In news that’s sure to surprise everyone, Donald Trump is all for American Jobs — unless it’s his company that has to provide them. According to an August 1st report by Reuters, the Teflon Don has requested over a thousand international work visas for his company, some of which may be coming from his favorite place, Mexico.
“I will bring back our jobs and money.”
Trump made waves when he dove into the Republican pool of nominees, calling undocumented Mexican immigrants “rapists” and accusing them of being sent by the Mexican government to cause crime. Rather than repel, however, his words enticed, and he skyrocketed in the polls among the Republican base.
Trump also announced:
I will bring back our jobs from China, Mexico and other places. I will bring back jobs and our money.
When there’s free trade to be had and international laborers who will work cheaper than Americans, nationalism is bad for business. Trump knows this; it’s why his rhetoric was, in traditional Know-Nothing style, empty, and why Trump enterprises requested over a thousand international work visas:
Trump owns companies that have sought to import at least 1,100 foreign workers on temporary visas since 2000, according to U.S. Department of Labor data reviewed by Reuters.
In the Reuters report, it was noted that most of the visas were granted, and were for a wide range of jobs including cooks, wait staff, vineyard workers, and hotel and banquet management positions. Over two hundred and fifty visa requests were submitted for fashion models.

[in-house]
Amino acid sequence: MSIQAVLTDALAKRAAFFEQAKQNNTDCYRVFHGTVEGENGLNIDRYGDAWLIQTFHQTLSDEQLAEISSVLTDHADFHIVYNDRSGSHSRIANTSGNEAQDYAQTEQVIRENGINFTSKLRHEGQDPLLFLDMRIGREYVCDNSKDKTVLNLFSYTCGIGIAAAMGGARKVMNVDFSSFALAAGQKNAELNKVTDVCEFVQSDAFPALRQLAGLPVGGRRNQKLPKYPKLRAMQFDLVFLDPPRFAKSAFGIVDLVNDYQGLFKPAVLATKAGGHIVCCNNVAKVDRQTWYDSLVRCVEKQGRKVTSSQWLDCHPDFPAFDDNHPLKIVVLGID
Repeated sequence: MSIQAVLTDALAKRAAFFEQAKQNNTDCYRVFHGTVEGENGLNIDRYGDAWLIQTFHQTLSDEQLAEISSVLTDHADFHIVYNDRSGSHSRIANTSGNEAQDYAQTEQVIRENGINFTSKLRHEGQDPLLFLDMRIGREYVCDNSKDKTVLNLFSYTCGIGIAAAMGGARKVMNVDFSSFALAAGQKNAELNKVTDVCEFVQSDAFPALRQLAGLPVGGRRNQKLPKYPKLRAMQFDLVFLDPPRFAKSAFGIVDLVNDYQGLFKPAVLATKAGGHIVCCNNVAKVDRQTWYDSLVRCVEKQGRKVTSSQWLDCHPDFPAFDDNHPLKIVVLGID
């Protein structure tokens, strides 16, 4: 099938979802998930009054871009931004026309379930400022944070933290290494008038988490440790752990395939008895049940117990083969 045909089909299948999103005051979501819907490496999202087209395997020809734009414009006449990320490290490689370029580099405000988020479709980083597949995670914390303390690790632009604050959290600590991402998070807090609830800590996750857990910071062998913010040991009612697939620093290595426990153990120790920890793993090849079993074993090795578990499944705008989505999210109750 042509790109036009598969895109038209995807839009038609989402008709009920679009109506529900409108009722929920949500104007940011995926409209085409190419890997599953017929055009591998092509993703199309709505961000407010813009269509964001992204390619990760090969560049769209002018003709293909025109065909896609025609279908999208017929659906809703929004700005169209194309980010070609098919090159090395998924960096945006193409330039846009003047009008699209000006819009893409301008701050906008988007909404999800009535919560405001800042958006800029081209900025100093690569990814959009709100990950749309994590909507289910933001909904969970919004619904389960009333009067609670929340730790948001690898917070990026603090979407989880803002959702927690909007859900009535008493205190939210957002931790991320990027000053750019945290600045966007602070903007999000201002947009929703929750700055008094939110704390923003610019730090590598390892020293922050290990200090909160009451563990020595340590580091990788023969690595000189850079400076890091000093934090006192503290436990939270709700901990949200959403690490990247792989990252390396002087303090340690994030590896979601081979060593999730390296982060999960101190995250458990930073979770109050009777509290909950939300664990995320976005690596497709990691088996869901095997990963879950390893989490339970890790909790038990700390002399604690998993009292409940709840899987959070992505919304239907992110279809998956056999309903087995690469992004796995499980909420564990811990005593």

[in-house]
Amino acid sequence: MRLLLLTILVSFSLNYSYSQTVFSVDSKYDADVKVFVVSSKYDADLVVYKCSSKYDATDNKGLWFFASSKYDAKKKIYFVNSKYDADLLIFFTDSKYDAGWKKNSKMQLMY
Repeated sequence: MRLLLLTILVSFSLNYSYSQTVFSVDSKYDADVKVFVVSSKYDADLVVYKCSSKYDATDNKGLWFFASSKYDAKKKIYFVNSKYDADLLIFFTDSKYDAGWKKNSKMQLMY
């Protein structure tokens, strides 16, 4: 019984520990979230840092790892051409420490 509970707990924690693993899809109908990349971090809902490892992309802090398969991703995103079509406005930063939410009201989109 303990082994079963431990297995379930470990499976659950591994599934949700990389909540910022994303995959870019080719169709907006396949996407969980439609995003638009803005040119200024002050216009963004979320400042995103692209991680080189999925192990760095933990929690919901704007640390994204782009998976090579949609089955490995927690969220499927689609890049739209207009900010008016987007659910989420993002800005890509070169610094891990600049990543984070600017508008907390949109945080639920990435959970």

The visas used by Trump enterprises — the H-2A, H-2B, and H-1B — are all controversial visa programs, especially the H-2A and 2B programs, which receive next to no government oversight:
U.S. government watchdogs have criticized the H-2B and H-2A programs over the years for failing to protect foreign and American workers alike.
In 2003, the Labor Department Inspector General said: “Abuses of these programs may result in economic harm to American workers and businesses, exploitation of foreign workers, and security risks associated with aliens who are admitted to this country by fraudulent means.”
This year, the Government Accountability Office published a report saying that workers in the country on H-2A and H-2B visas have experienced abuse, including being charged illegal recruiting fees, substandard housing and low pay.
And while Reuters didn’t break down the country of origin for the requests, I’m sure it’ll shock everyone to learn that H-2B visas are the most common visas to bring in workers from Mexico, as “Mexicans made up more than 80 percent of the 104,993 admissions to the United States on H-2B visas in 2013,” and “The Trump companies have sought at least 850 H-2B visa workers.”
Like Trump’s phony school, don’t hold your breath hoping to see any questions about this come up during the Republican debate, though. Especially not on Fox.
Featured image via Wikimedia Common